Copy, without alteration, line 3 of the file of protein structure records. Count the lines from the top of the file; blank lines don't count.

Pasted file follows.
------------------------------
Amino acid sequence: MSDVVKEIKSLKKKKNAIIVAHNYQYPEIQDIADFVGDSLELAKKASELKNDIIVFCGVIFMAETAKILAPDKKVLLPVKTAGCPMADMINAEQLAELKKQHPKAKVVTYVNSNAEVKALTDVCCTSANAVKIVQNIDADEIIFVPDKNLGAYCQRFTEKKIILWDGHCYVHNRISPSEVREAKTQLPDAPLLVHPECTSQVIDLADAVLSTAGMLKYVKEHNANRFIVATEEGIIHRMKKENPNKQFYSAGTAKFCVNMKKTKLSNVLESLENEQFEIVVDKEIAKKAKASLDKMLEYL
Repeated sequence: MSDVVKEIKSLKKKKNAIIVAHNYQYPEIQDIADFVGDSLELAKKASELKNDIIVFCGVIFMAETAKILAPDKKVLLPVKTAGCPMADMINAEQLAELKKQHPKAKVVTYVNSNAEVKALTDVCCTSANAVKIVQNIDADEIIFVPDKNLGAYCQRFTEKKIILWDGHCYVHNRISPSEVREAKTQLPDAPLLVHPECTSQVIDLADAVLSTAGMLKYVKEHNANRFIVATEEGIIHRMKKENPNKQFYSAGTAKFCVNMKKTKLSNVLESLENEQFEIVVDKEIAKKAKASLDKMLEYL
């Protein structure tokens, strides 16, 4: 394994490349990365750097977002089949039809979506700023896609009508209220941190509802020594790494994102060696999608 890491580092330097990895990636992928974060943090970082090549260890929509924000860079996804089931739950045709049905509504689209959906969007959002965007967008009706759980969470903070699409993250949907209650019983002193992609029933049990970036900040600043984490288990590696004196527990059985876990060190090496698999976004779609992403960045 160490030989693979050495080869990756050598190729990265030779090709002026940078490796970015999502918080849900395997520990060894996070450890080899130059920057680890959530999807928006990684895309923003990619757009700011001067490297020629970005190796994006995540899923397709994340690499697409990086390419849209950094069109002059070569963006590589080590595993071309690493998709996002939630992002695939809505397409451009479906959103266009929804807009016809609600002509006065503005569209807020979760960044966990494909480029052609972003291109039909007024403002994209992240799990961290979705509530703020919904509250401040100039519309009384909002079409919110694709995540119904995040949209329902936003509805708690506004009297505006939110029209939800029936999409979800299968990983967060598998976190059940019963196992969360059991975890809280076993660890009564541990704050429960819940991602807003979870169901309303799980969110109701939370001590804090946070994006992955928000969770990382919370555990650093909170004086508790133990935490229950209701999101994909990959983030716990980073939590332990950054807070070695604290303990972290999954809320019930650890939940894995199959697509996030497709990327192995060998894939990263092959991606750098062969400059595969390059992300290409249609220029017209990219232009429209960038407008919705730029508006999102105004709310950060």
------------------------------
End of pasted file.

């Protein structure tokens, strides 16, 4: 394994490349990365750097977002089949039809979506700023896609009508209220941190509802020594790494994102060696999608 890491580092330097990895990636992928974060943090970082090549260890929509924000860079996804089931739950045709049905509504689209959906969007959002965007967008009706759980969470903070699409993250949907209650019983002193992609029933049990970036900040600043984490288990590696004196527990059985876990060190090496698999976004779609992403960045 160490030989693979050495080869990756050598190729990265030779090709002026940078490796970015999502918080849900395997520990060894996070450890080899130059920057680890959530999807928006990684895309923003990619757009700011001067490297020629970005190796994006995540899923397709994340690499697409990086390419849209950094069109002059070569963006590589080590595993071309690493998709996002939630992002695939809505397409451009479906959103266009929804807009016809609600002509006065503005569209807020979760960044966990494909480029052609972003291109039909007024403002994209992240799990961290979705509530703020919904509250401040100039519309009384909002079409919110694709995540119904995040949209329902936003509805708690506004009297505006939110029209939800029936999409979800299968990983967060598998976190059940019963196992969360059991975890809280076993660890009564541990704050429960819940991602807003979870169901309303799980969110109701939370001590804090946070994006992955928000969770990382919370555990650093909170004086508790133990935490229950209701999101994909990959983030716990980073939590332990950054807070070695604290303990972290999954809320019930650890939940894995199959697509996030497709990327192995060998894939990263092959991606750098062969400059595969390059992300290409249609220029017209990219232009429209960038407008919705730029508006999102105004709310950060």